Updated: Sep 21
In early May, I had the privilege to personally meet with top Q-pop boyband, Ninety One, in Seoul. Thanks to JUZ Entertainment for granting the exclusive opportunity to ask some of the pressing questions I had about the boys and Q-pop in general. For that, Ninety One takes the stage as Soundboard Asia’s Artist Spotlight for this month.
Ninety One comprises of 5 members, Zaq, Alem, A.Z., Ace and Bala. The boys were no strangers in Korea and they’d seemed very laidback at the start of the fan meeting with a cafe filled with mostly young Kazakhstani girls. It was an intimate session with an elaborate Q&A spoken in Kazakh and while I had no clue on words exchanged, Ninety One displayed a lot of gratefulness and patience as fans shared their personal stories. One fan noted and thanked Ninety One for having English captions on their music videos, which led to some of her international friends converting to Q-pop fans. Contrary to BTS' growth and a better known genre such as K-pop, English translations help for the newer Q-pop genre to be widespread.
Before the start of our one-to-one interview, the well-mannered boys apologized for having only one chair in the room and insisted I used it while they sat on the floor. Eventually we all casually sat on the ondol-heated floors and began the 18-min long interview. When asked about their thoughts after finding out Q-pop, particularly Ninety One is growing a fan base outside Kazakhstan, they humbly replied with one word, “Shocked.” Alem immediately added, “No, seriously, really shocked.” While it’s in their plans to make Q-pop travel worldwide, the introduction of their first song, “Aiyptama” was a move to say “hello” and experiment with the fans. Indeed, their shoot to popularity came as a pleasant surprise.
Given their immense popularity in Kazakhstan, I was curious to know Ninety One’s perspective on what they thought their fan appeal was. These down to earth guys found the question difficult to answer but finally said it’s the “one frequency” they share with their fans as their lyrics in “Mooz”, “One Love, One Rhythm” suggests. The five of them add a personal touch to all their songs, A.Z. and Zaq through lyrics, Alem, Bala and Ace through melodies. To keep abreast of trends, Ninety One are frequently tuned in to YouTube and are pretty familiar with some YouTube influencers, but Zaq was clear about “not following trends, but making the trends.” Juz Entertainment and Ninety One are inspired by the K-pop system but have plans to make their own.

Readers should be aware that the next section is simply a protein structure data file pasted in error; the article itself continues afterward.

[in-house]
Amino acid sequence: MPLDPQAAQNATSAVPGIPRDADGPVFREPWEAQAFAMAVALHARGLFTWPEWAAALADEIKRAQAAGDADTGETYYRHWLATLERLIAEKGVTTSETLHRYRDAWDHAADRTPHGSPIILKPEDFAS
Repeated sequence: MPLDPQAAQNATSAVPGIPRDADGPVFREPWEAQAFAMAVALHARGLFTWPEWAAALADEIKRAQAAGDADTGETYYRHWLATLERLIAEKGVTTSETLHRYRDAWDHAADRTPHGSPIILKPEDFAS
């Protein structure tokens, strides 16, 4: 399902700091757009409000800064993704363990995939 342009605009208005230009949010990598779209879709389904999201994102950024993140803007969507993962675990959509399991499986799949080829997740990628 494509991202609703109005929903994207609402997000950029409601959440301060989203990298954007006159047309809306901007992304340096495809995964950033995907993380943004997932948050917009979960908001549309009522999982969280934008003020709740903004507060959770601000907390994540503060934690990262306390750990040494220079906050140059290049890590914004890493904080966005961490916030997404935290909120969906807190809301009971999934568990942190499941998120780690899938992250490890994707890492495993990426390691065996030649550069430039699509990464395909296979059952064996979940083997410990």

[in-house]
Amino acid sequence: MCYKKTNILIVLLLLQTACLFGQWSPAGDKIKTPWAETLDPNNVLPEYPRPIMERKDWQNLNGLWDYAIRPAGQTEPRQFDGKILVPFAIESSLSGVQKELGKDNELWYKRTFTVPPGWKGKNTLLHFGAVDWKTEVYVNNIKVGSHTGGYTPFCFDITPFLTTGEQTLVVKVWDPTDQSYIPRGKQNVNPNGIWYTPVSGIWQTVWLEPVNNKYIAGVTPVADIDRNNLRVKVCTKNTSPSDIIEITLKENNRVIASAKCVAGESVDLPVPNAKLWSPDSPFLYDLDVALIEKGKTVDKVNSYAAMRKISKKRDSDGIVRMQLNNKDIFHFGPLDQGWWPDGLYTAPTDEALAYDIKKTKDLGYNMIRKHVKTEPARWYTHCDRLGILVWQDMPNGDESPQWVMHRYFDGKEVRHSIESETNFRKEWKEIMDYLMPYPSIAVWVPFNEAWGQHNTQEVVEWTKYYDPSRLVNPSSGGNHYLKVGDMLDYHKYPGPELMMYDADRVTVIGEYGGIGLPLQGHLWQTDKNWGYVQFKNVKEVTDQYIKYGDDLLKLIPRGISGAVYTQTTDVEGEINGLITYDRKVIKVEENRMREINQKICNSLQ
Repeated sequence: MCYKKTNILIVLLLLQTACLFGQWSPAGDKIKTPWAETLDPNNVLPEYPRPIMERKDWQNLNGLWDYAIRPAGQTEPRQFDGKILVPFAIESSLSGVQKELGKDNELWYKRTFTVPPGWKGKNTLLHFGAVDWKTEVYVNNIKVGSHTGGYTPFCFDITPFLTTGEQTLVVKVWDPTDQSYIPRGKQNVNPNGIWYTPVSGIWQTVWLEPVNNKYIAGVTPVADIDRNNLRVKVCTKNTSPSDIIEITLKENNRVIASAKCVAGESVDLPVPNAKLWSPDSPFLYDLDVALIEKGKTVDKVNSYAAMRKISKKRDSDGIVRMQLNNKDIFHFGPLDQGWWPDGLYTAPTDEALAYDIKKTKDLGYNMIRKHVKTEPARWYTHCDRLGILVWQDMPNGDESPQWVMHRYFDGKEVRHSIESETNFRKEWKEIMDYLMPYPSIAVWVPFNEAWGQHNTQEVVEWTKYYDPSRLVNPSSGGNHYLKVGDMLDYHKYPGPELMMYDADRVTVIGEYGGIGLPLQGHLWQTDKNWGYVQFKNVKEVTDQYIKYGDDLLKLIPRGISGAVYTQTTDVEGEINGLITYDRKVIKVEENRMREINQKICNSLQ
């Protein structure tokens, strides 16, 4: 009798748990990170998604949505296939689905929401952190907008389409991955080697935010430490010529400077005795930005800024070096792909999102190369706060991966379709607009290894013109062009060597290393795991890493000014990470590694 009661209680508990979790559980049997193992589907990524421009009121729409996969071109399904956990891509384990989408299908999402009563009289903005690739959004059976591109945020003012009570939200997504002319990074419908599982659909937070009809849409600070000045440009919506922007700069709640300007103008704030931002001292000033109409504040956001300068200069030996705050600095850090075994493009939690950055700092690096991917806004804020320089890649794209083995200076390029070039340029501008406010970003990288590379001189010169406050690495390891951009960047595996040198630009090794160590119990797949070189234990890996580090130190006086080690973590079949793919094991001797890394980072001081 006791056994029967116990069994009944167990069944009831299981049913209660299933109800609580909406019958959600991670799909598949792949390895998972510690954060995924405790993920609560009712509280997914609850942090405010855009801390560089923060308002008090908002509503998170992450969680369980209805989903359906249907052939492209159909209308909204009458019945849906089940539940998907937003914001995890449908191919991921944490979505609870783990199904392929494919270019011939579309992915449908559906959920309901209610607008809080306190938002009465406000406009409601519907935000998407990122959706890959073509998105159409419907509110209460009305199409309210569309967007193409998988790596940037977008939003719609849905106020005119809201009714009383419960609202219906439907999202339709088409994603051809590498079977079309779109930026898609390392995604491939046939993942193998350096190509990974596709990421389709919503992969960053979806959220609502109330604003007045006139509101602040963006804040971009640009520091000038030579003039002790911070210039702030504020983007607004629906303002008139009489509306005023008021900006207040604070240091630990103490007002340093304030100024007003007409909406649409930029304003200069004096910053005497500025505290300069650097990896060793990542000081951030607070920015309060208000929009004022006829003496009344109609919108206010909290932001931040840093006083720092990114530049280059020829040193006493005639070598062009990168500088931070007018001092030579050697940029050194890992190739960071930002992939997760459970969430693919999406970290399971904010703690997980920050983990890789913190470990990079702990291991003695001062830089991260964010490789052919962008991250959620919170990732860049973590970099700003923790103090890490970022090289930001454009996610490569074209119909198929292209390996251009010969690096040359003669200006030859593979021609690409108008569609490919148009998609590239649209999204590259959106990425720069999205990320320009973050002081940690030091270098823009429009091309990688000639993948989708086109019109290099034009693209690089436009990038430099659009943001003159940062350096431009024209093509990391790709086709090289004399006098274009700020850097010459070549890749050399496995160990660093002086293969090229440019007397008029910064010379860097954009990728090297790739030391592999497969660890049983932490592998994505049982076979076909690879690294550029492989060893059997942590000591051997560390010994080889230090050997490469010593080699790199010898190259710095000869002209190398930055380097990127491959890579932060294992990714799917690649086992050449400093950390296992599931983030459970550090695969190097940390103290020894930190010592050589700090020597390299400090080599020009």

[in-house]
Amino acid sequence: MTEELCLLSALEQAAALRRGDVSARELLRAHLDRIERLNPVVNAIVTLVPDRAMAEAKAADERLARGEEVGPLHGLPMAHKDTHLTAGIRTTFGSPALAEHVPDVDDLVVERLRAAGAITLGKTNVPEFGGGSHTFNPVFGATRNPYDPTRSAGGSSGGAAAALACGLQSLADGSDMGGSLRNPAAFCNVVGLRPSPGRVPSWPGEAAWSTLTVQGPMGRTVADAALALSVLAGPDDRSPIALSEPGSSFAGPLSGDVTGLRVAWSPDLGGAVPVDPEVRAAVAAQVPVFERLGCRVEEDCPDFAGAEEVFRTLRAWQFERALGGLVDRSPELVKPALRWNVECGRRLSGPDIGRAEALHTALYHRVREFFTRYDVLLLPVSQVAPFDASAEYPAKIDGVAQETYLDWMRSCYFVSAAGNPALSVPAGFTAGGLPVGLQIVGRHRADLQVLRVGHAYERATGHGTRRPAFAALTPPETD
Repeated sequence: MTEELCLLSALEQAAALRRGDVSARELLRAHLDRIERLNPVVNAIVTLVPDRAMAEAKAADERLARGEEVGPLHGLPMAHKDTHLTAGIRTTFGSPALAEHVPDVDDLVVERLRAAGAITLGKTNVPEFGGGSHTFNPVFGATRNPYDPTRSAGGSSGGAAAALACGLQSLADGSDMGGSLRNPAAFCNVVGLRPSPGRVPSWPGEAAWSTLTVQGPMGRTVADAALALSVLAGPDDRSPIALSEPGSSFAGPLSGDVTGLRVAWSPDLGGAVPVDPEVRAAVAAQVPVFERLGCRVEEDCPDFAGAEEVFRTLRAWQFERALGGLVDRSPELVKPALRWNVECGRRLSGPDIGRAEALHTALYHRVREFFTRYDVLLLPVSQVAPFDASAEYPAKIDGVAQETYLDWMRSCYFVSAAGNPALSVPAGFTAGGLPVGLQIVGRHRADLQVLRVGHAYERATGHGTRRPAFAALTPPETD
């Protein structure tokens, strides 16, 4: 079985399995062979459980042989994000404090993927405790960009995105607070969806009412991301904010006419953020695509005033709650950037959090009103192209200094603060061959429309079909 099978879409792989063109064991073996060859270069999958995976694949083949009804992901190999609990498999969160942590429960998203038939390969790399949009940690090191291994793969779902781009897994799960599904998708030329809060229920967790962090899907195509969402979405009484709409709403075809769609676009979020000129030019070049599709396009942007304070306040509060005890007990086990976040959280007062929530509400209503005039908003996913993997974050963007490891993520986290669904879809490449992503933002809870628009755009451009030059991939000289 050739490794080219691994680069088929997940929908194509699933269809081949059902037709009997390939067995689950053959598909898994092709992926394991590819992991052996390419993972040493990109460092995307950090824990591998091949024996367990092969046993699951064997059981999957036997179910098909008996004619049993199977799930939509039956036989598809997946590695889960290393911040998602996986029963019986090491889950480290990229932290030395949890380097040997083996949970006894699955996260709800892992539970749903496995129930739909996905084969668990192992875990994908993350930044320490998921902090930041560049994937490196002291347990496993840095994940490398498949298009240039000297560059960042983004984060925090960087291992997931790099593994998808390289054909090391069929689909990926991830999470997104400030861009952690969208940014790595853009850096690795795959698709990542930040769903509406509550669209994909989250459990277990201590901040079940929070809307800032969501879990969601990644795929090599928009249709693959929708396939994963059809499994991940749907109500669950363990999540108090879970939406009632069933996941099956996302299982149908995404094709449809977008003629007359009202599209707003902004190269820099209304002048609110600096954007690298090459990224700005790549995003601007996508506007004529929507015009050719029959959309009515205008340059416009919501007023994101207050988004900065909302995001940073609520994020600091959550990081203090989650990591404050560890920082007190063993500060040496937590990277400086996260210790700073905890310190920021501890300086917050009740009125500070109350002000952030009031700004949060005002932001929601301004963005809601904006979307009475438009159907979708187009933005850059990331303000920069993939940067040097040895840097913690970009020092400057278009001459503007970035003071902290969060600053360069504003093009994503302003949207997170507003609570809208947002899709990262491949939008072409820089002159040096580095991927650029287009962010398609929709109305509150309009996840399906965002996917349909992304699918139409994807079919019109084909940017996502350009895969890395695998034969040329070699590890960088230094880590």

When asked what’s next, the boys mentioned a further experimentation of their songs. They have tried using English and Kazakh to create songs with dual meanings and expect to do more of it in the near future. The example raised is “All I Need”, a song which speaks about how much a man wants this lady. However, the same pronunciation in Kazakh means “She’s going to say no”, an approach to appeal to both international and Kazakhstani fans. It’s no mean feat finding commonalities between both languages and delivering the same set of lyrics. Although the boys love a good collaboration and had done so with K-pop girl group, Mamamoo, Zaq mentioned “right now, [between the five of us] we’re focusing on writing songs because we understand ourselves and we want to collaborate with someone who shares the same harmony as us." Their manager added, “And to maintain the quality of the song, we want to find the right person too.”
Ninety One and Juz Entertainment are certainly taking a smart approach when putting content out to the world. Upon returning to Kazakhstan, the boys were spotted at the opening of their new ice cream parlor, “Mooz”, named after their hit song, “Mooz” [translated “cold”]. Another great example of their ingenious word play in action there. We’re sure with their hard work and innate sense of humor, Ninety One will achieve much in their quest for the Milky Way. We sincerely wish them and Juz Entertainment all the best in their endeavors.